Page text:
Maybe if he had gotten out of his own head earlier, all those races on the track would have been more fun for D.C.’s Nick Golebiowski.
Or maybe the oval, or the grass for that matter, was never the place for him. Either way, at 24, he knows what it can take others years to figure out — he’s a marathoner. If the love of the training hadn’t been clear enough, he got objective feedback when he ran his first marathon in 2:18:39 two weeks ago at Indianapolis’ Monumental Marathon, qualifying him for the Olympic Marathon Trials.
Learning from the injuries and inconsistency that plagued his early years at Georgetown culminated in the mental breakthrough that he punctuated with a Big East championship in the 10,000 meters his senior year. He continued his career in grad school at the University of North Carolina, but immediately moved to the roads after he didn’t make the first round of the NCAA Championships.
“Not making regionals opened up the possibilities of the roads,” Golebiowski said. “If I had advanced, maybe I would have tried to run faster on the track.”
Outside of mammoth races like the Army Ten-Miler, Marine Corps Marathon and the Credit Union Cherry Blossom Ten Mile, Thanksgiving is the busiest day of road racing in the D.C. area. Last years, 13 turkey trots totaled 21,214 finishers just in their timed divisions, to say nothing about fun runs, walks and tot trots, many of which these events sport.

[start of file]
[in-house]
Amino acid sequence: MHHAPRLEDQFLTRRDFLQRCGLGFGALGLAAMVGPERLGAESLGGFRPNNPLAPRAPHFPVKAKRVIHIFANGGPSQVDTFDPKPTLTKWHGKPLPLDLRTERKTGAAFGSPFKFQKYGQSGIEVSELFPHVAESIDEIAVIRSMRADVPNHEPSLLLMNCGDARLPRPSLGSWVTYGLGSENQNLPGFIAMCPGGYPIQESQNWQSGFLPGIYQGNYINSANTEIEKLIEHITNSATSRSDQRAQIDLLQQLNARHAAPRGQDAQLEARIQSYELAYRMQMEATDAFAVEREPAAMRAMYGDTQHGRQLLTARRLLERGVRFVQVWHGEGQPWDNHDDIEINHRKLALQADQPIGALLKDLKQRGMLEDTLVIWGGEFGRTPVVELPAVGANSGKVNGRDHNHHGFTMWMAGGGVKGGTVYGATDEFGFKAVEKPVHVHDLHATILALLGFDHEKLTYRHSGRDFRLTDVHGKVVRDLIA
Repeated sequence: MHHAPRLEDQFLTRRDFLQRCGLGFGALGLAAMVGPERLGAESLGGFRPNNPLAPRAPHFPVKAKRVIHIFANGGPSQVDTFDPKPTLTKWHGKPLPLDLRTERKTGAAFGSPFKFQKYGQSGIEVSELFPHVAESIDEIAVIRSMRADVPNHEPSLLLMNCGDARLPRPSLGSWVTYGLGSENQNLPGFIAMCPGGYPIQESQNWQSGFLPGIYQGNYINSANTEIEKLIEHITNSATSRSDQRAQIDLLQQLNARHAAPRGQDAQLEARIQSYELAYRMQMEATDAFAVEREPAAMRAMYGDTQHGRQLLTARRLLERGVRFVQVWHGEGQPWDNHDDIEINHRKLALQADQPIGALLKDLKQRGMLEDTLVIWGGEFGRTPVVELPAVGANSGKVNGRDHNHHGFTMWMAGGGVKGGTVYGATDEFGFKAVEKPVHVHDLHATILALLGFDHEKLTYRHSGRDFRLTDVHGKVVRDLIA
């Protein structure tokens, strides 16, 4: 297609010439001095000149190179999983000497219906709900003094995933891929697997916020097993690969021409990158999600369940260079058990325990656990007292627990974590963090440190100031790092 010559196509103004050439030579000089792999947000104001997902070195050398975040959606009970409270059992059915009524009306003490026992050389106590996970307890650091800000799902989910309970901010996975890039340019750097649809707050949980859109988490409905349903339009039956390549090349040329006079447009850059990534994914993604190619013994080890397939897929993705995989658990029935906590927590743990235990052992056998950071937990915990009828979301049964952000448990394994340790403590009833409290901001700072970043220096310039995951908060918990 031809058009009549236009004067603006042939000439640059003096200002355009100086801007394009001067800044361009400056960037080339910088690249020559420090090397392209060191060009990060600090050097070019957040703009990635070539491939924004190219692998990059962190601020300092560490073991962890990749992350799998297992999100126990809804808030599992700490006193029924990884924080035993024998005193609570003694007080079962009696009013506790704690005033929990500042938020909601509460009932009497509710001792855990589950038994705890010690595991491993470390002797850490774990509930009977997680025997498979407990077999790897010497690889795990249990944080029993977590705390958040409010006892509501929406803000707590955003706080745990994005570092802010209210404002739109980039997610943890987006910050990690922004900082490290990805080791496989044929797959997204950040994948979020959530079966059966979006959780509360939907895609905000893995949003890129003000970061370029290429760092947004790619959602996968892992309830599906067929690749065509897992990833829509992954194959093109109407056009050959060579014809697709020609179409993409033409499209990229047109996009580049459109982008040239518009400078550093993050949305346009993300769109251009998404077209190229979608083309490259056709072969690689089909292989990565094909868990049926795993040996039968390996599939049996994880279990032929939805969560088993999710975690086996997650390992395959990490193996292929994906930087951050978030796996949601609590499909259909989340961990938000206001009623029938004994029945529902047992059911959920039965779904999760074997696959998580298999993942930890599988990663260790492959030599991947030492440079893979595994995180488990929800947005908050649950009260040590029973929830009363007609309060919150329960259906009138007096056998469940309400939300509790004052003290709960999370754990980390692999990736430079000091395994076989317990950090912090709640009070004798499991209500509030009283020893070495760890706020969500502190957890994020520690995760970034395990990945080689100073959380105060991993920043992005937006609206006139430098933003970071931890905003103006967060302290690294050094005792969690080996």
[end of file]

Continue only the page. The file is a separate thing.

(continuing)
This year at least 16 races will kick off around the D.C. area, with another one following a few days later.
Run hard, run for fun, wear a turkey costume, wear a pie costume if you can find one…whatever does it for you, the options are out there in D.C., Virginia and Maryland.
Note that the Virginia Run Turkey Trot and the Turkey Trot for Parkinsons in Lorton have both taken hiatuses. That doesn’t necessarily mean they’re done for good – the Cheverly Trot is making a comeback this year.
The Holiday Half Marathon and 4 Mile Fun Run showcases beautiful Wakefield Park, Lake Accotink and the Gerry Connolly Cross County Trail. Come and join in on the fun!
The races begin at 8:30 am at Wakefield Park. With fees
Heritage High School alumna Weini Kelati, racing for New Mexico, won the NCAA Division I cross country championship Nov. 23 in Terre Haute, Ind. She ran 19:47 over 6k for a nearly 10-second margin of victory over Wisconsin’s Alicia Monson.
The Annapolis Ten Mile Run was three weeks away when the Annapolis Striders got a phone call that almost ended the annual race for good.
It was illegal in the state of Maryland to shut down the roads for a foot race, police said.
That was news to former state Sen. John Astle (D), a longtime member of the Striders who helped found the A10 in 1976 with six other runners. Over the next few decades, the race grew into one of Annapolis’ biggest running events.
“We were told if it wasn’t specifically permitted, then it was prohibited. The law was silent,” Astle said. “We were three weeks out — people had made travel arrangements to be there. They told us we could have the race this year — but then no more.”